Here again we have an example of God's built-in proof of the prior existence of predictive prophecies. Even the wildest imagination cannot suppose that Isaiah was commanded to do a thing like that indicated here after the event prophesied had already taken place. See the note at the end of Isaiah 19.
Regarding the reason behind God's purpose in this chapter, it was pointed out by Rawlinson that, "Isaiah's mission was to discourage Judea's joining Ashdod (and her Egyptian allies)" in their war against Sargon. In order to do this, "For a full three years prior to the fall of Ashdod, the prophet was a walking symbol of utter humiliation and destitution in the streets of Jerusalem."
There were overtones of this spectacle (Isaiah's walking naked and barefoot) that pointed to a similar fate for Judah; but that would not come from the Assyrians, but from the Babylonians. Therefore, this oracle is clearly stated to apply to the united power of Ethiopia-Egypt.
Isaiah seems to have been successful in persuading Judah to avoid taking sides with Ethiopia-Egypt, because there is no record that Sargon attacked Jerusalem. That came later in the reign of Sennacherib his son.
The prophecy regarding the carrying away of captives from Ethiopia and Egypt was fulfilled in the tremendous overthrow of the coalition by Ashurbanipal in 663 when No-amon (the same as Thebes) was brutally destroyed and large numbers of captives deported. The prophecy of Nahum has a remarkably graphic account of this crucial victory of Assyria against Egypt and Ethiopia.
Note the words, "buttocks uncovered" in Isaiah 20:4. Jamieson declares that, "Captives are found depicted thus on Egyptian monuments."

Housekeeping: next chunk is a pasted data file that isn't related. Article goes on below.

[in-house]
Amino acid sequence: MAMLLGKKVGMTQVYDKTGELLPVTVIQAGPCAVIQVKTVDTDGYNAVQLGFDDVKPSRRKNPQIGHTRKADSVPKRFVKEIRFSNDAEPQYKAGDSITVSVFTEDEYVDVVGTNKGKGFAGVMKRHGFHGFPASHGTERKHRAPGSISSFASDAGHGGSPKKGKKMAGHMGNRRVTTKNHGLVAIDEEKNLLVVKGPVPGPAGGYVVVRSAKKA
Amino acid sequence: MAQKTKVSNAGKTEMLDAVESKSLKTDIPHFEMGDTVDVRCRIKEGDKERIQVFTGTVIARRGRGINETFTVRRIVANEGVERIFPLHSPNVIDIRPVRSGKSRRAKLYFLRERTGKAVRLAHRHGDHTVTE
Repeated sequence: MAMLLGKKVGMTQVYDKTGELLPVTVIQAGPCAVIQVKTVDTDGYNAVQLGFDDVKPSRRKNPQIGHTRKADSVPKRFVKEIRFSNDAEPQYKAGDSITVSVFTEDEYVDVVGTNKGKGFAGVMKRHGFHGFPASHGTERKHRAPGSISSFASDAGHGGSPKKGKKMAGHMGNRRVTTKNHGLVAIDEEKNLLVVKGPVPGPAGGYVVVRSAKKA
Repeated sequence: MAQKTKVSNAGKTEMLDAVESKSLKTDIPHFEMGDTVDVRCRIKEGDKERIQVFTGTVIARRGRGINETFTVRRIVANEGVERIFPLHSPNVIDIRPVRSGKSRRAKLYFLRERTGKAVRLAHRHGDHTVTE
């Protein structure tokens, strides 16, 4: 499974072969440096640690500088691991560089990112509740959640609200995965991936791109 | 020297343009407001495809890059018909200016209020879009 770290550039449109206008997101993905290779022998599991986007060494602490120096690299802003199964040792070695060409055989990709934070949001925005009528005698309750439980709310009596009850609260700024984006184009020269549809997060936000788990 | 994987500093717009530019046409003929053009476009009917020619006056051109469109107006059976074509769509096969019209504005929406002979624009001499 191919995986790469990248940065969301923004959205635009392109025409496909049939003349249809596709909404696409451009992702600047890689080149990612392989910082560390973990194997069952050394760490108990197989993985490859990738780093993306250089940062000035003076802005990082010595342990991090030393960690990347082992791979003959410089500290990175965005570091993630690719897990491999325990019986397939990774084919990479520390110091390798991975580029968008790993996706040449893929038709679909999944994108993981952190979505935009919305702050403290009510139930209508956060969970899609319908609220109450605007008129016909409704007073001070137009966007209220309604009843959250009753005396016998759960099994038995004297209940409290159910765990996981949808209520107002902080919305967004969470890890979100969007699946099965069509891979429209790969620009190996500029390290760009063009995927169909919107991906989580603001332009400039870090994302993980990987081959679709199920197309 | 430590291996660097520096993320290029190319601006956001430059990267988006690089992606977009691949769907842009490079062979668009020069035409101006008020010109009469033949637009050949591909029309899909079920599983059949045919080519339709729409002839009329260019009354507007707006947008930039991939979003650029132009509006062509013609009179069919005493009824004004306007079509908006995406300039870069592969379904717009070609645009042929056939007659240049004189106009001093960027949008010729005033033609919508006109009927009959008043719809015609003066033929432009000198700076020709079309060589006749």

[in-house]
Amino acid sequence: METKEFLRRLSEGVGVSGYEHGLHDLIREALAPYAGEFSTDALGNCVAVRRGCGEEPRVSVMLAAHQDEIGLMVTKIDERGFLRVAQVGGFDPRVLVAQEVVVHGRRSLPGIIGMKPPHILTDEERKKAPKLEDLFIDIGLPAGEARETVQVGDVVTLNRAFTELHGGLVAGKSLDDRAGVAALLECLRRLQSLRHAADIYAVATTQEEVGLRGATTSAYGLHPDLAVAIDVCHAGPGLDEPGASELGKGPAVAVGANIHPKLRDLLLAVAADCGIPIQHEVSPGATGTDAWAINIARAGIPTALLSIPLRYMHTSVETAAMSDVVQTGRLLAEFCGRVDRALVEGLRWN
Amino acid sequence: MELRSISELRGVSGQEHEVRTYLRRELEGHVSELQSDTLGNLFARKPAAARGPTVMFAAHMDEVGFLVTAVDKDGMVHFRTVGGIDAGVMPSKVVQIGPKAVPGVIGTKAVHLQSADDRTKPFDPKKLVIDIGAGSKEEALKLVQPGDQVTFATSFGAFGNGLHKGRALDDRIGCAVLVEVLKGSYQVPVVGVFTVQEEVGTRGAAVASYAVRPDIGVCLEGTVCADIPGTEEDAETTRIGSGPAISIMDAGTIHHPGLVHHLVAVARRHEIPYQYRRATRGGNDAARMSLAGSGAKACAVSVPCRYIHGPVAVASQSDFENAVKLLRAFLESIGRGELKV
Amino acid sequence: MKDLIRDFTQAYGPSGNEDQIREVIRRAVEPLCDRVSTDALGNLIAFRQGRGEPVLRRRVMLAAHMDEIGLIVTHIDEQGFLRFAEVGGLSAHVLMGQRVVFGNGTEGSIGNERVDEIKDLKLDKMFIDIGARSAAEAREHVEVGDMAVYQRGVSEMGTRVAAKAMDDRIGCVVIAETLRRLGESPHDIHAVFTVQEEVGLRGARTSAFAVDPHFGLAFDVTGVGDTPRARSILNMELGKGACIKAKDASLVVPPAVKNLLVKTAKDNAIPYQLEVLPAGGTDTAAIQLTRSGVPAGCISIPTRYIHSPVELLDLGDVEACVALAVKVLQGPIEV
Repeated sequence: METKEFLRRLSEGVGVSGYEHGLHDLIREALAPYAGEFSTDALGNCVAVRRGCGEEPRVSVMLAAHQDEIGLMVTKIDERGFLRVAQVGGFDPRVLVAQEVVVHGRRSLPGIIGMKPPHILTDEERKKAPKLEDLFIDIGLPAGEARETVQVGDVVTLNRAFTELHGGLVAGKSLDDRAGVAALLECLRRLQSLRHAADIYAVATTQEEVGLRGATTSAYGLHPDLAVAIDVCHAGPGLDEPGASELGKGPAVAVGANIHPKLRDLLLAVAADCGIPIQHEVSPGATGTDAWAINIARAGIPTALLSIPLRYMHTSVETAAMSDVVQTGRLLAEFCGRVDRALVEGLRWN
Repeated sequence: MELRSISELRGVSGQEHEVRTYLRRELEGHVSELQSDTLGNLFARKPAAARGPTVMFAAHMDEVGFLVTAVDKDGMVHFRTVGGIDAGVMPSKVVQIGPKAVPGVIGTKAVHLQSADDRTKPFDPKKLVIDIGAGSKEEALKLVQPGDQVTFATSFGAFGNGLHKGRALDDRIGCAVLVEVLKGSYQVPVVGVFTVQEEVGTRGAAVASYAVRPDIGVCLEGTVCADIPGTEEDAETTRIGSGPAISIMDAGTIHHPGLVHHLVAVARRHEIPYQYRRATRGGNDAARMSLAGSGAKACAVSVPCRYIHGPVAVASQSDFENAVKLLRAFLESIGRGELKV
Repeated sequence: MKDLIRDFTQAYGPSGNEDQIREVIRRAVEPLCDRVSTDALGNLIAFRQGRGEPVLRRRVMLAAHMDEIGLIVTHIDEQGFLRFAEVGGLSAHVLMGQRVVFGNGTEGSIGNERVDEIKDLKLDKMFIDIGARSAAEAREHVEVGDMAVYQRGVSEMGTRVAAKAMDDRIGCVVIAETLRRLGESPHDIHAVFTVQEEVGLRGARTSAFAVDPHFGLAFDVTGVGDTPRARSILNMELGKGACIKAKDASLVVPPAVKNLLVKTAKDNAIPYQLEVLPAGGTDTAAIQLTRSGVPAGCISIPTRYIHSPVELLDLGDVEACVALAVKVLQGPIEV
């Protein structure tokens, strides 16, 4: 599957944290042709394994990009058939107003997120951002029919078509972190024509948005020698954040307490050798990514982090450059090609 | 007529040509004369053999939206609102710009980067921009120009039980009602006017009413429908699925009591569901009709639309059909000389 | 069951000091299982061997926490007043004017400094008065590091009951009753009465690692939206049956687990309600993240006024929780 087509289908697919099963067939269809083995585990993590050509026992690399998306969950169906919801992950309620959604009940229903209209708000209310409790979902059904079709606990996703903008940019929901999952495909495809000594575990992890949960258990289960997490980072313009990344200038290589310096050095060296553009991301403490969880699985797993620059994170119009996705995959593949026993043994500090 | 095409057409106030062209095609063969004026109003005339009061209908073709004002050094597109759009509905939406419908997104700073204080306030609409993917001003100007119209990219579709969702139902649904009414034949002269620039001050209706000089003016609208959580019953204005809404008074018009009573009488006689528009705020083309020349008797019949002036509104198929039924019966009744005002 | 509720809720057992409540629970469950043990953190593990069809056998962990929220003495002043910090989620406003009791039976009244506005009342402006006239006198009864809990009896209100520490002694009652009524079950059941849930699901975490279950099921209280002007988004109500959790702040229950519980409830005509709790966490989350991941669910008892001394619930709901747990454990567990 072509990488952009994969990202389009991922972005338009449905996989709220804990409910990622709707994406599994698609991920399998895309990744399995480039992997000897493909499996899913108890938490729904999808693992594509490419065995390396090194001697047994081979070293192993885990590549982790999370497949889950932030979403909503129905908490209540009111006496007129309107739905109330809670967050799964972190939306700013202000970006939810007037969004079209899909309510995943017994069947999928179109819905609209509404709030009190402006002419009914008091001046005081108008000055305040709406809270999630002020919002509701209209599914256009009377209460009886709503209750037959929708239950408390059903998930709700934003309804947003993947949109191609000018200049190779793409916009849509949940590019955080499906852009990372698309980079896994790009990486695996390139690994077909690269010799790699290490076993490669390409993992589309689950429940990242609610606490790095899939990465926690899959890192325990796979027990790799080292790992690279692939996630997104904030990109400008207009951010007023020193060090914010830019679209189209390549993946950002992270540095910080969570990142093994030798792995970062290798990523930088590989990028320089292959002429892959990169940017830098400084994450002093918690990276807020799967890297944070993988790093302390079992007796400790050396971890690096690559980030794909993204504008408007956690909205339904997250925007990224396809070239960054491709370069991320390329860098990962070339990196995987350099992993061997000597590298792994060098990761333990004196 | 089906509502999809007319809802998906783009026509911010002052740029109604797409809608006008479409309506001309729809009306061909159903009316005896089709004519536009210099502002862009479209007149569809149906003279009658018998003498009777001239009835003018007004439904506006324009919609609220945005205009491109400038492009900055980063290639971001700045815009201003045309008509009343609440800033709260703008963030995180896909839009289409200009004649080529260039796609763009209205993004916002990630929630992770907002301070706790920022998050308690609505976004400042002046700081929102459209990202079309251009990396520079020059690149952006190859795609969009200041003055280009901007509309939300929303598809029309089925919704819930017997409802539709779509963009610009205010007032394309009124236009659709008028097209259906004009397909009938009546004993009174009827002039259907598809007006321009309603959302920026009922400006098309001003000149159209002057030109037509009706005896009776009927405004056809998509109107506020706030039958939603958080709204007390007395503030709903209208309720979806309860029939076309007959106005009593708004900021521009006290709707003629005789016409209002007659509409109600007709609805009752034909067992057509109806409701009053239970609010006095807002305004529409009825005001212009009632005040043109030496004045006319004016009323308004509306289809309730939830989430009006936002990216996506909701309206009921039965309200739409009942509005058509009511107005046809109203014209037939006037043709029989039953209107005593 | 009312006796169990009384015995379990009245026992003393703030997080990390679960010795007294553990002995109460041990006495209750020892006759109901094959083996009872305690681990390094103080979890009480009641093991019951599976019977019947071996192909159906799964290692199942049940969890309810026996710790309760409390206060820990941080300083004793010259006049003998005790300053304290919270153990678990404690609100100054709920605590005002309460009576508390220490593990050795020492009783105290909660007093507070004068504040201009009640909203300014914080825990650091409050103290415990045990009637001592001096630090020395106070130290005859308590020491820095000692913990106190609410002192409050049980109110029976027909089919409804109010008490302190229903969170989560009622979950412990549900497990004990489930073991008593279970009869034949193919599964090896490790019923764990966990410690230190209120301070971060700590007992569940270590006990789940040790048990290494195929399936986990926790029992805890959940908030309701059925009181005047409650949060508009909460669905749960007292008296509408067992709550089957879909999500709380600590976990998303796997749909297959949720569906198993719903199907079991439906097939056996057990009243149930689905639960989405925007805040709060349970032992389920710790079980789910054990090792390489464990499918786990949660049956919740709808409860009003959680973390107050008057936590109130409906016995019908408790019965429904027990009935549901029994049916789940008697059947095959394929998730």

Of all the ancient powers, the Assyrians were the most sadistically cruel. They were generally called "The Breakers"; and their horrible treatment of prisoners taken in war is fairly represented by Isaiah's prophecy. The Babylonians do not seem to have been as cruel; therefore, although it was in God's plan for Judah also to go into captivity, it was a great mercy that God's providence sent them to Babylon and not to Nineveh. The failure of any of the Northern Israel to return from captivity was probably due directly to the fatal treatment of prisoners.
"And they shall be dismayed and confounded, because of Ethiopia their expectation, and of Egypt their glory."
Even in Nahum's account of the fall of Egypt in the siege of No-amon, the alliance with Ethiopia was mentioned as one of the bulwarks upon which the doomed nation relied in vain for victory (Nahum 3:9).
One of the significant things not previously noted in this chapter is God's reference to Isaiah as "my servant" in Isaiah 20:3. "Isaiah shares this honorable title with a select few of God's saints: (1) Abraham (Genesis 26:24); (2) Moses (Numbers 12:7); (3) Caleb (Numbers 14:24); (4) Job (Job 1:8; 42:7,8; (5) Eliakim (Isaiah 22:20); and (6) Zerrubbabel (Haggai 2:23)." What an honor it is for any mortal to be recognized as one who is actually serving God!
"And the inhabitant of this coast-land shall say in that day, Behold, such is our expectation, whither we fled for help to be delivered from the king of Assyria: and we, how shall we escape."
Here is the Lord's prophecy through Isaiah of what the people of Judah shall say when they see what is going to happen to Ashdod. To paraphrase: Now, just look at what has happened to the powers we thought might be able to help us; where shall we turn for help? Judah's only hope was the Lord; and thanks to Isaiah's prophecies, they, at last, trusted God and were delivered from the cruel Assyrians in 701 B.C. when God put the hook in the nose of Sennacherib and dragged him back to Nineveh.
Coffman's Commentaries reproduced by permission of Abilene Christian University Press, Abilene, Texas, USA. All other rights reserved.
Coffman, James Burton. "Commentary on Isaiah 20". "Coffman's Commentaries on the Bible". https://www.studylight.org/
the Fifth Week after Easter